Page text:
Environment and Health

Fisheries and Aquaculture: Impact on environment and health


The world’s fishing fleet is so large that it can be seen from space. And this is what researchers at the University of California in Santa Barbara decided to exploit in order to assess the environmental impact of fisheries. (Source Magazine Québec science)

According to their findings published in the Revue Science, fisheries now cover 55% of the world’s ocean surface, four times the area covered by agriculture. In 2016 alone, 70,000 commercial fishing vessels travelled 460 million kilometres, the equivalent of 600 return trips to the Moon. (Source Magazine Québec Science)

However, it was clear to researchers that commercial fishing efforts are greatly influenced by political and cultural realities, such as seasonal bans and festivities by different peoples. (Source: Quebec Science Magazine)

Active measures to ensure sustainable use of ocean resources are being put in place as global demand for seafood is increasing and fish stocks are falling. For example, the mesh size of the nets must not be too small so that the youngest fish are not caught and thus allow the species to renew; some nets are equipped with devices that allow turtles to escape from them (TED device); the fishing of many species is subject to strict quotas decided by government bodies based on the recommendations of observers, scientists and economists.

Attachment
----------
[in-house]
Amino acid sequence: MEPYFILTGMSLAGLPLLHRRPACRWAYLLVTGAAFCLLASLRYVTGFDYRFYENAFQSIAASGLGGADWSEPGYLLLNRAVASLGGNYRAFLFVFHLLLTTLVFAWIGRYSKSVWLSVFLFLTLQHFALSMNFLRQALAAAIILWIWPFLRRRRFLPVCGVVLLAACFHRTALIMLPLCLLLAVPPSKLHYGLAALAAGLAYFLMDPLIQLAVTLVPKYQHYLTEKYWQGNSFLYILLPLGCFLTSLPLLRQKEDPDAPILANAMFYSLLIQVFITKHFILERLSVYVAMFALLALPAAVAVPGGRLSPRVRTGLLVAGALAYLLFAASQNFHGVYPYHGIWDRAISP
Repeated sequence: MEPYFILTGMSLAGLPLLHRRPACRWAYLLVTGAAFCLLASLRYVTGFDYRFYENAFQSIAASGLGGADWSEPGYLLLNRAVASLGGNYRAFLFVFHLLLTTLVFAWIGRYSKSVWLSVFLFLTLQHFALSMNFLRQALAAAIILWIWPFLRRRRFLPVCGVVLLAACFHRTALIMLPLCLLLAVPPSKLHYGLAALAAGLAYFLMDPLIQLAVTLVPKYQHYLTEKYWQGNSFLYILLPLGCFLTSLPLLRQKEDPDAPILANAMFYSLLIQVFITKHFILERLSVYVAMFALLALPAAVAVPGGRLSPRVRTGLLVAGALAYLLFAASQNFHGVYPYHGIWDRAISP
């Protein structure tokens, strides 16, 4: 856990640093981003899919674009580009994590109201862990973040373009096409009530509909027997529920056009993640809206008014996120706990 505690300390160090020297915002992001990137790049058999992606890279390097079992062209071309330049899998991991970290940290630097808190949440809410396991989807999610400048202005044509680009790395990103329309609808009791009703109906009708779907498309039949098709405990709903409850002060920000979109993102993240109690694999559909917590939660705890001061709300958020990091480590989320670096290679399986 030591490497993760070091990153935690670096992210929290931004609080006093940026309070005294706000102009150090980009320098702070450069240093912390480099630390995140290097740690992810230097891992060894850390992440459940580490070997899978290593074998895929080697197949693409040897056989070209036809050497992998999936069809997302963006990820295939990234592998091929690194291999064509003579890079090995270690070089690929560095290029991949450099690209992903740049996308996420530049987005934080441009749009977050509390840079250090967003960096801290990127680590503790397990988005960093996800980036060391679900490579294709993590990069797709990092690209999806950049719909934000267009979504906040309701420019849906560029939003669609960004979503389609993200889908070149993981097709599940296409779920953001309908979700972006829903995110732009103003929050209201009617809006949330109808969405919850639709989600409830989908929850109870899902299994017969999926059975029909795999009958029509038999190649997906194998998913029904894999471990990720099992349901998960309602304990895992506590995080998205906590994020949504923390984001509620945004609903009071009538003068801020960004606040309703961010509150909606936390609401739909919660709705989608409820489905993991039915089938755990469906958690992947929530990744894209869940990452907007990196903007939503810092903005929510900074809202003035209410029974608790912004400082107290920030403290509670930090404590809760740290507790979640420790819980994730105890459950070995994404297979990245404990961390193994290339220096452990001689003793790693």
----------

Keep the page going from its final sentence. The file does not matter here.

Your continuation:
Based on information on marine ecosystem dynamics, more and more countries and regional fisheries management organizations (RFMOs) adopt an ecosystem approach to fish stock management to avoid overfishing and allow for the recovery of natural resources.


Aquaculture is the world’s fastest growing food production industry. (Source WWF)

Demand for fish continues to rise, even as wild catches stagnate (95 million tonnes per year). Aquaculture, which already supplies nearly 50% of the fish consumed (50 million tonnes) is therefore a solution to avoid the depletion of marine stocks.

Aquaculture involves many types of seafood, fish, shellfish, crustaceans and also seaweed. Aquaculture sites can be found in marine or inland waters.

Aquaculture, of course, in order not to harm the environment, must be carried out in ways that limit its impact on nature and wild stocks.